Marco Arment has done a wonderful job at explaining why it was such a big deal, and completely awesome thing to do on Apple's part, by having Phil Schiller guest on The Talk Show, live from WWDC. You should go read Marco's well written thoughts about the event as I completely agree with what he said and how he put it. The photos of the event are great too. A big congratulations to John Gruber for having Phil Schiller on. I'm sure it was a thrill to do, and it was well deserved.

With the wrong interviewer, this could’ve been a recitation of PR-friendly softball questions with perfectly designed, talking-point responses that would’ve gone nowhere and benefitted no one. But Apple PR doesn’t want that any more than the audience does.

Or it could’ve been boring questions about hardware rumors that no Apple executive would ever answer. I’ve never seen another interviewer that didn’t waste time on these dead-ends that, in their wildest dreams, might answer questions relevant only for a few short months or years.

But John Gruber is better than that, and we all know it, including Apple.

Please go read it.

Mistake One

Yesterday, Marco Arment bought one of the new ultra-thin MacBooks. He wrote about his experiences in using it the first day, and why he's now going to return it. You should read his post to get all of the details of his critique.

In a post entitled "Mistake One", Marco Arment writes:

Instead, we have major compromises on previous invariants. Until now, since I started buying Macs 11 years ago, Apple had never shipped a laptop with a keyboard or trackpad that was less than great. They recognized that a laptop without a good keyboard wasn’t a good laptop, even if a lot of people would be OK with it and buy it anyway.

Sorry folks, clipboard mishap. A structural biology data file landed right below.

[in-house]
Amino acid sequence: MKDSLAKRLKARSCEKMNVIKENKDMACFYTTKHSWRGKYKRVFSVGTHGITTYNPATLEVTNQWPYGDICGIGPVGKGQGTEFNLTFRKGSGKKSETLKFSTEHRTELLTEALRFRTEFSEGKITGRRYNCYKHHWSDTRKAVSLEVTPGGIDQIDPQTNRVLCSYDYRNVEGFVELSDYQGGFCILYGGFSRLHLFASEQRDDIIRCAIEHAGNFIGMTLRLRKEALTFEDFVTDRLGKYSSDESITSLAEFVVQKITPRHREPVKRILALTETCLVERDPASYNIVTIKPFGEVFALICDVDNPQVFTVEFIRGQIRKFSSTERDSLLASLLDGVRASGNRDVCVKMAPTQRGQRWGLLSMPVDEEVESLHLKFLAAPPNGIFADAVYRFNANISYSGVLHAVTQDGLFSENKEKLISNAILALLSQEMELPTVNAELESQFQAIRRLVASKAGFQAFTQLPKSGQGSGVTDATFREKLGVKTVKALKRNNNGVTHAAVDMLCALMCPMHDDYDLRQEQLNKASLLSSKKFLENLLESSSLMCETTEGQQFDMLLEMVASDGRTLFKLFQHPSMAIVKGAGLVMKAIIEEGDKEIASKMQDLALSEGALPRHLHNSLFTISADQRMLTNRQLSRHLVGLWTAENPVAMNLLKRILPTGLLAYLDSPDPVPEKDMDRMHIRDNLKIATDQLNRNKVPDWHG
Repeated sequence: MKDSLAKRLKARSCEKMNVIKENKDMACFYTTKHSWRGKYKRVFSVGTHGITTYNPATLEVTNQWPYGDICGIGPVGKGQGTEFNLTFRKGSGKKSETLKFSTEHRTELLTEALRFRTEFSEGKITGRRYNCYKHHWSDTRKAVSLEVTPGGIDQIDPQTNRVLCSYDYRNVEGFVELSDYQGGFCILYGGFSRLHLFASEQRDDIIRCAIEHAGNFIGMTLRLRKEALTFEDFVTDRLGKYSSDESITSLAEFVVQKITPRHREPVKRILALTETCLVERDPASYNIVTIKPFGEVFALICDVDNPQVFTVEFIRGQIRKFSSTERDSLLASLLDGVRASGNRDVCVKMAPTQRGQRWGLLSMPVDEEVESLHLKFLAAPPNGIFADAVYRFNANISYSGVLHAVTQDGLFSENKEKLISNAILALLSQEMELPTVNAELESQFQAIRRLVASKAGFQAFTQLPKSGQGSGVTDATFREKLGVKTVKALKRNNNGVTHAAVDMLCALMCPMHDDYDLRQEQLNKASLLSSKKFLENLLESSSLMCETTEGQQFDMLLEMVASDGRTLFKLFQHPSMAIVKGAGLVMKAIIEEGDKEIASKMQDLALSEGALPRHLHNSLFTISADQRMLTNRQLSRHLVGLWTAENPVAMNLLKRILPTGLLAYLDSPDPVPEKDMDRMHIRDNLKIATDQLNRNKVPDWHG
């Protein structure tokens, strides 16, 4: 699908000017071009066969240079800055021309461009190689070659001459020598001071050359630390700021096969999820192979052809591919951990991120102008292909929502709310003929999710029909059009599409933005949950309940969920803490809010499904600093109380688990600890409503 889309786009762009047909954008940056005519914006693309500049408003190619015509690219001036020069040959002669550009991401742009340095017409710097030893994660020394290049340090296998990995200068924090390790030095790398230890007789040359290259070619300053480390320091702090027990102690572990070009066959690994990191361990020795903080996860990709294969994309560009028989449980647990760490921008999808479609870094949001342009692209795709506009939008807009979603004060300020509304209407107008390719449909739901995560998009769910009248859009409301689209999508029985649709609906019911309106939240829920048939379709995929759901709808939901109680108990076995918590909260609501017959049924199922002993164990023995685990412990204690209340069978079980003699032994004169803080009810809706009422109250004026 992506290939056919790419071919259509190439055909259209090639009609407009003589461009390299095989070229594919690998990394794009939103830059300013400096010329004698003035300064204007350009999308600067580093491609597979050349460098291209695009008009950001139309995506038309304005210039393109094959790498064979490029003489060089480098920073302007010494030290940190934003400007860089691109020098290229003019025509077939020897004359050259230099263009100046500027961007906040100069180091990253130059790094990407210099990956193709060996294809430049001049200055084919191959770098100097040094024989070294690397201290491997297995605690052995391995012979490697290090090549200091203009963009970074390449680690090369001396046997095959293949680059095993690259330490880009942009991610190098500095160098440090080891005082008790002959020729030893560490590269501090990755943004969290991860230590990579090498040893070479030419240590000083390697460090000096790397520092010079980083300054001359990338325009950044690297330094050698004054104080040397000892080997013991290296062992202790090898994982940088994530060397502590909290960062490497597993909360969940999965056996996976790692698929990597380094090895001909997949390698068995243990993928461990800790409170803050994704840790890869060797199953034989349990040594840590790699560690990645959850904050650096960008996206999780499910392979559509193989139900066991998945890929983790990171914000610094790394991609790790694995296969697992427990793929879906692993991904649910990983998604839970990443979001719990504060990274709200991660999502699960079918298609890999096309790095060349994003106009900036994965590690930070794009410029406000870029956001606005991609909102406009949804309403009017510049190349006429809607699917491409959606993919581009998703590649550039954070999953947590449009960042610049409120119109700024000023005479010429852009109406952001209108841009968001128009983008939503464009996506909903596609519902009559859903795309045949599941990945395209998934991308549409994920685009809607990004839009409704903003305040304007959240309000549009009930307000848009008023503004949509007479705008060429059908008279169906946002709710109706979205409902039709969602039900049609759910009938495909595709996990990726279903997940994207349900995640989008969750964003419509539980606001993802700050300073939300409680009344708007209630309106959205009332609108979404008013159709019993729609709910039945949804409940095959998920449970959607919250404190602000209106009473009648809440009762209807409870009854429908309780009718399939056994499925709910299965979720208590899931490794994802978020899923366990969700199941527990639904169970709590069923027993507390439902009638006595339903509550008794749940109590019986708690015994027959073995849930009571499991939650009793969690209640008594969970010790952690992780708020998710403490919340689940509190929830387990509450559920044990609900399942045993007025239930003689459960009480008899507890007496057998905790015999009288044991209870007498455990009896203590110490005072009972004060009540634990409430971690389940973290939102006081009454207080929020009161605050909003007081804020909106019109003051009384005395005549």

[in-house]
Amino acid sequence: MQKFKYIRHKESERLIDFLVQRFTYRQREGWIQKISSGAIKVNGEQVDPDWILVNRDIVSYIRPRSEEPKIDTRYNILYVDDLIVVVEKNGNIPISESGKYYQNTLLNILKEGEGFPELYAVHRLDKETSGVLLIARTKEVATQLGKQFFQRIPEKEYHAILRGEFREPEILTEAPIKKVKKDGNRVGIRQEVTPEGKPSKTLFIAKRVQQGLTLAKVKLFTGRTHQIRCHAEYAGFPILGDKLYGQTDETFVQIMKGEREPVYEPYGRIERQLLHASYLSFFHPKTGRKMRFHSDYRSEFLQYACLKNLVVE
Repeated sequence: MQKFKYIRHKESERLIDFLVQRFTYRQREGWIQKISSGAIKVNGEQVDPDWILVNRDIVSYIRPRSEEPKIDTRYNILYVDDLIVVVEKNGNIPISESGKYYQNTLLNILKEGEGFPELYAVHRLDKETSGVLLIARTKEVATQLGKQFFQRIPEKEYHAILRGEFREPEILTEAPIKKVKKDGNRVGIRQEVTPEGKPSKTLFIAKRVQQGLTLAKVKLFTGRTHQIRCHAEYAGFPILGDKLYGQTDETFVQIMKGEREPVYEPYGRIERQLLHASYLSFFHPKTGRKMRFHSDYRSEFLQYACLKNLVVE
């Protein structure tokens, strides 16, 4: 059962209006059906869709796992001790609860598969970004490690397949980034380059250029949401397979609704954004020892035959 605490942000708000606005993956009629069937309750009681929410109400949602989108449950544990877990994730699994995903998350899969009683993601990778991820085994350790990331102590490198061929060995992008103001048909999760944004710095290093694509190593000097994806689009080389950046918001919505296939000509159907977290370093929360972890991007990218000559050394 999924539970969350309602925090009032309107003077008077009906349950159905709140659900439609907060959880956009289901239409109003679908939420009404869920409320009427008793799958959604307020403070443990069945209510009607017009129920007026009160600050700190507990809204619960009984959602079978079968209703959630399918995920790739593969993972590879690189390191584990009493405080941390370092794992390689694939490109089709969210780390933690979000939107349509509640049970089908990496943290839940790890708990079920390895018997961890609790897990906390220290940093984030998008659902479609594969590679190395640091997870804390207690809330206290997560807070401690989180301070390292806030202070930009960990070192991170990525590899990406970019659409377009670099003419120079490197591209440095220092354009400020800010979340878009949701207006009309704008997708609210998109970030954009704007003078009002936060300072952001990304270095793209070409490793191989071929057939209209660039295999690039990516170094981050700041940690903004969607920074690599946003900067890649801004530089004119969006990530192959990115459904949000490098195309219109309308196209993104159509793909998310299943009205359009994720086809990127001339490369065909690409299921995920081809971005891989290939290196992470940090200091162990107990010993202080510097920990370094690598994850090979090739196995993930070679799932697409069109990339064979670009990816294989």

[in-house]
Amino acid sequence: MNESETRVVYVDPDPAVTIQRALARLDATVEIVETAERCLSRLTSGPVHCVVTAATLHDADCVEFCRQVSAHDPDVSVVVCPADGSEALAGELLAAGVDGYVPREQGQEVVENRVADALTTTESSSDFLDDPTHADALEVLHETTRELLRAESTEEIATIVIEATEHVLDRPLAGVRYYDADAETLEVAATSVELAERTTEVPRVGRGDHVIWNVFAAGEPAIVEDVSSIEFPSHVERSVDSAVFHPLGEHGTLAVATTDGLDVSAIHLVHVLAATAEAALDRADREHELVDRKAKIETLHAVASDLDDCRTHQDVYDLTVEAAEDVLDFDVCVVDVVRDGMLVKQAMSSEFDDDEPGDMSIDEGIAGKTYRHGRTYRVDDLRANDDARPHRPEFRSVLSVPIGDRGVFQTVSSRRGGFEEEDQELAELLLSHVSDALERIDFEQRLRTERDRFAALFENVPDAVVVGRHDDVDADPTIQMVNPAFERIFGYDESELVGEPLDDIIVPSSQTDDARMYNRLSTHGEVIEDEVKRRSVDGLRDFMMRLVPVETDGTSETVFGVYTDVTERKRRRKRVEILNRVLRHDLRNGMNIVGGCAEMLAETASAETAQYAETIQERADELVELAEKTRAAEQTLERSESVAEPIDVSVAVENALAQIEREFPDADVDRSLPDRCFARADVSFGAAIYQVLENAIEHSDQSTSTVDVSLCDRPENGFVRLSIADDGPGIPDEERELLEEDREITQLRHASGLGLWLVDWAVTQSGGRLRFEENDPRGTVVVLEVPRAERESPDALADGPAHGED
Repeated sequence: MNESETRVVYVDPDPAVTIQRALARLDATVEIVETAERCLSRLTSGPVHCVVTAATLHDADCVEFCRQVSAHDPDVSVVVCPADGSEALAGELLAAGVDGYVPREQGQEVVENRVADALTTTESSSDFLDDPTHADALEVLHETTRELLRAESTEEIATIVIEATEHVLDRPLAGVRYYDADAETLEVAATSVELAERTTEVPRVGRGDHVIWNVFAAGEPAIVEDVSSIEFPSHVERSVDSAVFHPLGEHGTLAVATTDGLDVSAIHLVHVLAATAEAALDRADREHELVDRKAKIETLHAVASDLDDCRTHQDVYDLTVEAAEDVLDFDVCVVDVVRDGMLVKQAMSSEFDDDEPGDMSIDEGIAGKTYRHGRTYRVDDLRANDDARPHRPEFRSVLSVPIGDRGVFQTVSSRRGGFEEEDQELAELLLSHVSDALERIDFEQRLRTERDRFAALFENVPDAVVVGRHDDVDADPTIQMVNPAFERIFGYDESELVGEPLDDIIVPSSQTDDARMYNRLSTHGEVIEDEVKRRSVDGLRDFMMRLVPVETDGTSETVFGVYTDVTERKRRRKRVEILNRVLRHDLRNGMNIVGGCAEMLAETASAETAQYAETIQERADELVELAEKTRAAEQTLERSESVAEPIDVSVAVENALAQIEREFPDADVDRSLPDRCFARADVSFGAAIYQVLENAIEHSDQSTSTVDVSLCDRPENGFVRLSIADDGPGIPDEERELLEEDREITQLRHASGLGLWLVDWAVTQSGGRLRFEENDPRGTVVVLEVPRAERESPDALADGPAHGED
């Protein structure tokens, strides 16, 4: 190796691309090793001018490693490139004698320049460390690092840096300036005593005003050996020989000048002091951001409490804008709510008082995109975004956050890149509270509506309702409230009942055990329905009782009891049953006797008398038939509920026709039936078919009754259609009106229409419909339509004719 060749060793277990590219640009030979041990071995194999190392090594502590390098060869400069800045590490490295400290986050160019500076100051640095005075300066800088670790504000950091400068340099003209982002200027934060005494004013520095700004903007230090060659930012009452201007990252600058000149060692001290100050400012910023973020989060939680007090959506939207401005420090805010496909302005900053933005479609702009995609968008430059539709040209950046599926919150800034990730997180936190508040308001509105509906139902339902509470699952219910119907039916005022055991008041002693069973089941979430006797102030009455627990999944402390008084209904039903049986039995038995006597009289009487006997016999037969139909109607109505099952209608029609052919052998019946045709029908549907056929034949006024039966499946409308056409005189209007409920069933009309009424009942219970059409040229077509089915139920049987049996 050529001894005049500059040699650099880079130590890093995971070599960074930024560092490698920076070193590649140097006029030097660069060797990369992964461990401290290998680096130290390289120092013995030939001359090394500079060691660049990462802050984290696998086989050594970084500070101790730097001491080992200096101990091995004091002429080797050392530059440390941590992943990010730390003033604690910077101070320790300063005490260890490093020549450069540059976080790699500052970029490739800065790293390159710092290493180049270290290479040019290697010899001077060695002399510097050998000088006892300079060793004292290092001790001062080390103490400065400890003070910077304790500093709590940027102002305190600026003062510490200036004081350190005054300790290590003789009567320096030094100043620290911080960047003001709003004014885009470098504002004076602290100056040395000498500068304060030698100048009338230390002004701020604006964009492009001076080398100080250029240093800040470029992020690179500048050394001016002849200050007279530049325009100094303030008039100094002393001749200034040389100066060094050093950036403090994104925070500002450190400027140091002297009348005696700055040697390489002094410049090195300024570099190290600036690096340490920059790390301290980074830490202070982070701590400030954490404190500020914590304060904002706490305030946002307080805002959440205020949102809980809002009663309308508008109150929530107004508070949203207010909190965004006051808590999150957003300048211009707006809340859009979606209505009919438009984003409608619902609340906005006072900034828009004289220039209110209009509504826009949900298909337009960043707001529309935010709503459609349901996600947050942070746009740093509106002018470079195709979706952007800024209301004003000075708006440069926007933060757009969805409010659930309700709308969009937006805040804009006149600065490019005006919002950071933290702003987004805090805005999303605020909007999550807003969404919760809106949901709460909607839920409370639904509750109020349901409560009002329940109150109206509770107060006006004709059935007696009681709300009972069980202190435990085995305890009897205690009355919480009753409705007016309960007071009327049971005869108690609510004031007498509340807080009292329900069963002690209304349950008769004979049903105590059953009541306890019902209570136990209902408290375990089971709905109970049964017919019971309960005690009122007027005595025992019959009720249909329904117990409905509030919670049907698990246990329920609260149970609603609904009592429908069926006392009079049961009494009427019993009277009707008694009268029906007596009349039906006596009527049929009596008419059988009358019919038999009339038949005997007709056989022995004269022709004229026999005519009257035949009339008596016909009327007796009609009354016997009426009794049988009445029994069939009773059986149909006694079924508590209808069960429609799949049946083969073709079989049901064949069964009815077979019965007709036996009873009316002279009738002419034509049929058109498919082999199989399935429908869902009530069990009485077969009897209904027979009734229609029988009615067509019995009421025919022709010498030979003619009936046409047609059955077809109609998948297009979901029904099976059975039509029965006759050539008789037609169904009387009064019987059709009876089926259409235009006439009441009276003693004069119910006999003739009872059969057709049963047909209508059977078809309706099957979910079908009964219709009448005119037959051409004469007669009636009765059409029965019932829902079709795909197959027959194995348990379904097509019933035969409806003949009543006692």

Now, Apple’s priorities have changed. Rather than make really great products that are mostly thin, they now make really thin products that are mostly great.

This concerns me more than you probably think it should. Not only does it represent compromised standards in areas I believe are important, but it suggests that they don’t have many better ideas to advance the products beyond making them thinner, and they’re willing to sacrifice anything to keep that going.

I'm not a laptop guy. I detest notebook computers because unlike most people (and I recognize I'm in an extreme minority here), I do not commute, I rarely travel, and I otherwise just use my computers in my office in a single room of my house and never have the need to move them.

For this reason, a notebook computer is nothing but a bucket full of compromises that I do not need or want. And that's fine. I recognize that most people need mobility, and desire ultra-portability while wanting fast computers. My beef with Apple is not this, but with their desires for thinness and lightness creeping into product lines that do not need these features.